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Campaign 2000

Ad Sparks Spat Over Tone of GOP Race

Campaign: Charges of distortion arise after Bush criticizes McCain Web site.


CHULA VISTA, Calif. — George W. Bush and John McCain warmed up for their evening debate by sparring long distance Thursday over the tenor of the campaign, with Bush deriding his rival as "increasingly . . . angry" and McCain exhorting the Texas governor to "get out of the gutter."

Thursday's spat in part concerned an ad that Bush has been running in New York charging that if McCain becomes president, he will cut funding for breast cancer research programs in the Empire State as examples of "garden-variety pork" that should be excised from the federal budget.

The Bush campaign points to McCain's own Web site, where the Arizona senator promises that "as president, I would cut every one of the projects on the following list." The list includes $1 million earmarked for the breast cancer research program at the North Shore-Long Island Jewish Health System, among other programs.

McCain called the ad a "distortion" and said that he rejected funding for the clinics because they were contained in an omnibus bill that included millions of dollars for lawmakers' pet projects. McCain said he has repeatedly supported breast cancer research in other legislation.

"My message is, 'Gov. Bush, get out of the gutter,' " McCain said while campaigning in East Los Angeles. "Acknowledge the fact that I've been a strong supporter of breast cancer [research]."

But a chastened McCain, rueful that supporters have voiced concern over his recent attacks on Christian conservative leaders, also vowed Thursday to "try to keep it on the issues and not get bogged down in this tit-for-tat kind of thing."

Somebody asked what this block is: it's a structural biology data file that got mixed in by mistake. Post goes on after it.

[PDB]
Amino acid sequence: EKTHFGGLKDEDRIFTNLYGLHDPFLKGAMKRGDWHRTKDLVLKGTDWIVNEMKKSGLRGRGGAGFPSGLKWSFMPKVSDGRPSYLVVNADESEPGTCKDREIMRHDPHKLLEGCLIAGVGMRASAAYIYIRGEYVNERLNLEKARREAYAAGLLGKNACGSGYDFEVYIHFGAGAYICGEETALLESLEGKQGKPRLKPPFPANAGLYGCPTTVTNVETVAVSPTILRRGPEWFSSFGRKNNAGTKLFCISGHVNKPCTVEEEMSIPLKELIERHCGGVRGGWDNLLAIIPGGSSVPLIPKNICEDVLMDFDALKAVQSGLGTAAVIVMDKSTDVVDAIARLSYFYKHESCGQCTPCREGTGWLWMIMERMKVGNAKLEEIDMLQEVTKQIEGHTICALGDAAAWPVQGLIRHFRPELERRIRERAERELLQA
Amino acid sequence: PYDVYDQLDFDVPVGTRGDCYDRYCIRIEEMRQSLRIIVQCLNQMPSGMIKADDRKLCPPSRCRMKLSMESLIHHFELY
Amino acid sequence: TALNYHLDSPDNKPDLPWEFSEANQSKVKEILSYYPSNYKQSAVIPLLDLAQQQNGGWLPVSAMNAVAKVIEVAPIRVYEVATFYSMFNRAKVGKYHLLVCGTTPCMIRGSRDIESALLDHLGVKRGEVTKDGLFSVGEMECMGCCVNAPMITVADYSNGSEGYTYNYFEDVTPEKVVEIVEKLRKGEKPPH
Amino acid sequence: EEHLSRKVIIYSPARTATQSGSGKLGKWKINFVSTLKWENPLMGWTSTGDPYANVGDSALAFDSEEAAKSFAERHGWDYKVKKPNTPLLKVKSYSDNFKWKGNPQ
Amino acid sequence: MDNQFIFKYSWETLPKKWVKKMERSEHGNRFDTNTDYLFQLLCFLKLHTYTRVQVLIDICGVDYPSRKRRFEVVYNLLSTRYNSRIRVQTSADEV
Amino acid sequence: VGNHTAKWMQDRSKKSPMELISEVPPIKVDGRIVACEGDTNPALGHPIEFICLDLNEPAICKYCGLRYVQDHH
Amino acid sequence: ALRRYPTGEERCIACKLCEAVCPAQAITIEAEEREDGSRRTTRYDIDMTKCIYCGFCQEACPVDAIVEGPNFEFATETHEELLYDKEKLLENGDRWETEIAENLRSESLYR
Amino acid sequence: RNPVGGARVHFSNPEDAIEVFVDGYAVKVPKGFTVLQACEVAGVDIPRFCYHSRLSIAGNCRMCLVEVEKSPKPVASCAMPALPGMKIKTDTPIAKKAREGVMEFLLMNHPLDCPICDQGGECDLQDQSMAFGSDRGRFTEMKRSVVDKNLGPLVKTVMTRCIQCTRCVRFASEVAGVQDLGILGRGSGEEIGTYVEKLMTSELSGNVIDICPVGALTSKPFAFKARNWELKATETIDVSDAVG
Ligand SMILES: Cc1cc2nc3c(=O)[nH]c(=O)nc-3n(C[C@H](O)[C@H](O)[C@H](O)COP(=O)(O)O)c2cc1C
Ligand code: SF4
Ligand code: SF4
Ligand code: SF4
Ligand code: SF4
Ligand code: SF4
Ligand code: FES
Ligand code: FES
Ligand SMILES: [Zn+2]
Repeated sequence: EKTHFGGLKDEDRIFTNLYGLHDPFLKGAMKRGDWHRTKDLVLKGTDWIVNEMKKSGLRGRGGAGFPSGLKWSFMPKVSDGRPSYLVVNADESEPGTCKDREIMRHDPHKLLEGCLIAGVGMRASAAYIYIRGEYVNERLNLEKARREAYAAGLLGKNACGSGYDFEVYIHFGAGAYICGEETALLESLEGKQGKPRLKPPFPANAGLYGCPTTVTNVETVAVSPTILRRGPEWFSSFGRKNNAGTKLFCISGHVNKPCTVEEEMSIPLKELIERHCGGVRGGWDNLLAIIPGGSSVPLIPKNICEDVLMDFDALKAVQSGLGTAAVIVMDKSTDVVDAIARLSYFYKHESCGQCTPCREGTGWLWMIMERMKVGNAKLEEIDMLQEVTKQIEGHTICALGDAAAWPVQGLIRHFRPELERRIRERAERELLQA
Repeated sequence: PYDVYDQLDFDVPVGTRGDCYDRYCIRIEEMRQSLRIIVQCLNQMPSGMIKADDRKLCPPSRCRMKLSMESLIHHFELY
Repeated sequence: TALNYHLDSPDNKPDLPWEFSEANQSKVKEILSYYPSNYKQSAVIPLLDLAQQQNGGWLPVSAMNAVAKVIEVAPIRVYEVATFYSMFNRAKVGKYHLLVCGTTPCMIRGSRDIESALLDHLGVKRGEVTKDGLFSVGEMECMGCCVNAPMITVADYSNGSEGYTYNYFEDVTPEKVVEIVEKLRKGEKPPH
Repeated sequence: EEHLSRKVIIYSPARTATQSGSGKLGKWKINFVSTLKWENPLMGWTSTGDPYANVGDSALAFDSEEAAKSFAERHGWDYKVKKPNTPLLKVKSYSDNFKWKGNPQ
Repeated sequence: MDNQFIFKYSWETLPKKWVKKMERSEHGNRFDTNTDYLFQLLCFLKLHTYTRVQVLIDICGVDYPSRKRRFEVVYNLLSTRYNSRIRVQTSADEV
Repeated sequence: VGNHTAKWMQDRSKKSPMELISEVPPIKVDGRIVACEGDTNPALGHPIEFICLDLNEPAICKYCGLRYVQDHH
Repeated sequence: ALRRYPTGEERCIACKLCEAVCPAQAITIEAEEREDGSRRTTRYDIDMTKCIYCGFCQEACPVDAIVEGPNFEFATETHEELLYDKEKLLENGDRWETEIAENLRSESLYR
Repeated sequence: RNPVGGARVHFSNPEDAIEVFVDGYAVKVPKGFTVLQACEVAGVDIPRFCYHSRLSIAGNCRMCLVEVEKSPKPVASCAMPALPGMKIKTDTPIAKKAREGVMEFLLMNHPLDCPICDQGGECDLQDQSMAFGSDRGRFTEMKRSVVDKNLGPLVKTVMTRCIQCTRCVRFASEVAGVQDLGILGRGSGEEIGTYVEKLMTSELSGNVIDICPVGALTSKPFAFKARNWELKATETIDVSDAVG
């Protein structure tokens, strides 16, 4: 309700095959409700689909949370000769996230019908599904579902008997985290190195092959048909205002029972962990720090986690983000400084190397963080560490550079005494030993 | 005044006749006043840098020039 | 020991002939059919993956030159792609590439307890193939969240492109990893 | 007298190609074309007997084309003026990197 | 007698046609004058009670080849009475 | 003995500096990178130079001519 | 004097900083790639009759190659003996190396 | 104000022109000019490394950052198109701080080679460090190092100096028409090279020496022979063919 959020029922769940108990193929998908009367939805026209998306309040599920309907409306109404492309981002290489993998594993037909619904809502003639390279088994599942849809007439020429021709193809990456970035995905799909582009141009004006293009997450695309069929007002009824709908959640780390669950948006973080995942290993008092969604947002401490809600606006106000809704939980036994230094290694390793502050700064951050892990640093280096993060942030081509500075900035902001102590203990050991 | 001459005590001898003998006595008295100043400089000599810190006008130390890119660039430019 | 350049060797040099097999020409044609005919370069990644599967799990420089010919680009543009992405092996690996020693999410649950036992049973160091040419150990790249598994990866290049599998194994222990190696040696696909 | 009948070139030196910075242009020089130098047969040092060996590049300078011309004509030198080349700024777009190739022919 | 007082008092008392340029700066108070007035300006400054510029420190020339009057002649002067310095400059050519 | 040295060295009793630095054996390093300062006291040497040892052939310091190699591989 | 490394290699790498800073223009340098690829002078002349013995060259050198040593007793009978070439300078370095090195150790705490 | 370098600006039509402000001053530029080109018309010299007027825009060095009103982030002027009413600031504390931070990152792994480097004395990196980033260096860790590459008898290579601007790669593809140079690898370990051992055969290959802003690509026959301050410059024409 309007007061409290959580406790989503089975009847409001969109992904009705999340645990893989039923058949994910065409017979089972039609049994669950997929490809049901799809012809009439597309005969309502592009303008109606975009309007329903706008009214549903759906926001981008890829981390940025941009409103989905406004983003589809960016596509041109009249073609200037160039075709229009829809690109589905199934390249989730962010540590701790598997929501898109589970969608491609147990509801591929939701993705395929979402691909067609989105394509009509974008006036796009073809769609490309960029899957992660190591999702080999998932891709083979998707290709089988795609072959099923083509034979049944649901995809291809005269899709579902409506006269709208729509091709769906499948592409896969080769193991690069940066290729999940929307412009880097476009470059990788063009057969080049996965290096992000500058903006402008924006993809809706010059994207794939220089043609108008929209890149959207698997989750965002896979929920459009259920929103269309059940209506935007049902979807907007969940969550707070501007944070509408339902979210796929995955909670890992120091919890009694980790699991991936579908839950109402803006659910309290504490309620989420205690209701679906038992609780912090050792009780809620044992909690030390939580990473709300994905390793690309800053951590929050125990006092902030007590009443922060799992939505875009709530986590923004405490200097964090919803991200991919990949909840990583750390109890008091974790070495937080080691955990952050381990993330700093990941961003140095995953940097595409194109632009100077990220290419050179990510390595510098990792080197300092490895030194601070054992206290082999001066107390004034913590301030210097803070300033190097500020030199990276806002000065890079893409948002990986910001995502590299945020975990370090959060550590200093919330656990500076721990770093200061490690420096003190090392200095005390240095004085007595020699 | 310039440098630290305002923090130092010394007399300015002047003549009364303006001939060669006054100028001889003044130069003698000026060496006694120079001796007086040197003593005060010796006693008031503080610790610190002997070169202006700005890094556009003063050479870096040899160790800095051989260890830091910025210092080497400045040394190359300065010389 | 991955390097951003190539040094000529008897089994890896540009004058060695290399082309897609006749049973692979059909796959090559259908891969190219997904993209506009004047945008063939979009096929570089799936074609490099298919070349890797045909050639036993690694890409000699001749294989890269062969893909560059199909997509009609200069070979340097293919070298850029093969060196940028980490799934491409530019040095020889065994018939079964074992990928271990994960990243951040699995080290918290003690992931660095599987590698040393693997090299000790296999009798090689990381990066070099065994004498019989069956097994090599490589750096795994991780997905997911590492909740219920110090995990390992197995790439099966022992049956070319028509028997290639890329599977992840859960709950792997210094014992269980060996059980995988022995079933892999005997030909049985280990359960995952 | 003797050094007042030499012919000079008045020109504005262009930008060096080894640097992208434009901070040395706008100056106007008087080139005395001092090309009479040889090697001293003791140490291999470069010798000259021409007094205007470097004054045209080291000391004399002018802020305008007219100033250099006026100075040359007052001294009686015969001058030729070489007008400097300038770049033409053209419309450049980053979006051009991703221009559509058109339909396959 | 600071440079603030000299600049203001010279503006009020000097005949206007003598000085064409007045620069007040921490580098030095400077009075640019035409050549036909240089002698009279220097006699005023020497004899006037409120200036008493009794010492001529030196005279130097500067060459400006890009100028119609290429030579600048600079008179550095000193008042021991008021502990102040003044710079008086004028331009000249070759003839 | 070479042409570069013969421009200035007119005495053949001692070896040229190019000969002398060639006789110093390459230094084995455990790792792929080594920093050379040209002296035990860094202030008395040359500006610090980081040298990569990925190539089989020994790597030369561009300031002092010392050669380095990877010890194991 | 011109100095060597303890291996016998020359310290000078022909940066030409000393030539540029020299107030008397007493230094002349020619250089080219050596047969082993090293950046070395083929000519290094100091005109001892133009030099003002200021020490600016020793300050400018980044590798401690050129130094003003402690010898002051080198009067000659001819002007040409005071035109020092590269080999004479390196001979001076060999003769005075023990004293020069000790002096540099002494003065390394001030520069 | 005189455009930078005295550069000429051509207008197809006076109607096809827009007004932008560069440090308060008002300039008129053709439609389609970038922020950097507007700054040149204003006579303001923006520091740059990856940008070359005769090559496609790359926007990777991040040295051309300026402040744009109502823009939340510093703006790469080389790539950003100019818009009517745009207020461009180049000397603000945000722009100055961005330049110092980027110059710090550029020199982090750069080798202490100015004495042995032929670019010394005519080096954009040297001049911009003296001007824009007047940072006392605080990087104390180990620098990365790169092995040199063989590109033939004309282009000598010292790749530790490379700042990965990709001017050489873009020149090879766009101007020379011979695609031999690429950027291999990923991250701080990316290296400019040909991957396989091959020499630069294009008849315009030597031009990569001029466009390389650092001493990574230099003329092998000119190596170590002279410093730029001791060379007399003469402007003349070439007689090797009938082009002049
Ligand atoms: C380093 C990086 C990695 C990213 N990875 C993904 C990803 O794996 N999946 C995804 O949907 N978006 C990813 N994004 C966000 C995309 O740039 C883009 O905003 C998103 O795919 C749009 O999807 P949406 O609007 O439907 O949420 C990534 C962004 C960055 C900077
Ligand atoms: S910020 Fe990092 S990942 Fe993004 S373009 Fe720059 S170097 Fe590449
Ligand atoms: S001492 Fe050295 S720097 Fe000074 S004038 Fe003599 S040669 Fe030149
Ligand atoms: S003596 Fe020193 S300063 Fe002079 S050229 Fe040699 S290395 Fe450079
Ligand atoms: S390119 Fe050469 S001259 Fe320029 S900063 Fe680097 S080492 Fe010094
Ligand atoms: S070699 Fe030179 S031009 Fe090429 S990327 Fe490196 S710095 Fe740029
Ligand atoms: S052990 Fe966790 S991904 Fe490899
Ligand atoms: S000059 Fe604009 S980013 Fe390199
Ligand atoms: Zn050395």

When asked about McCain's promise to return to substance while campaigning for primaries next week, Bush countered that "it sounds like I'm going to have to defend myself. I look forward to talking about a positive vision for America, [but] it sounds like Sen. McCain is increasingly becoming angry as the campaign goes on."

The Bush ad talks about McCain's Web site and the breast cancer programs McCain would excise from the federal budget. It ends with the more sweeping charge that "we deserve a candidate with a record on women's issues who we can trust."

Bush defended the ads while campaigning in this San Diego suburb, saying that "we're talking about what's on his Web page. . . . This is something John McCain laid out."

Late Thursday, McCain aides complained that a group called Republicans for Clean Air was spending nearly $2 million on television commercials attacking the senator's environmental record. The ads were being broadcast in several key states that vote Tuesday, including California.

In a letter to the Federal Communications Commission, McCain's campaign demanded an investigation of the commercials, charging that they do not properly identify the sponsors. McCain aides later said they traced the ads to a Bush supporter.

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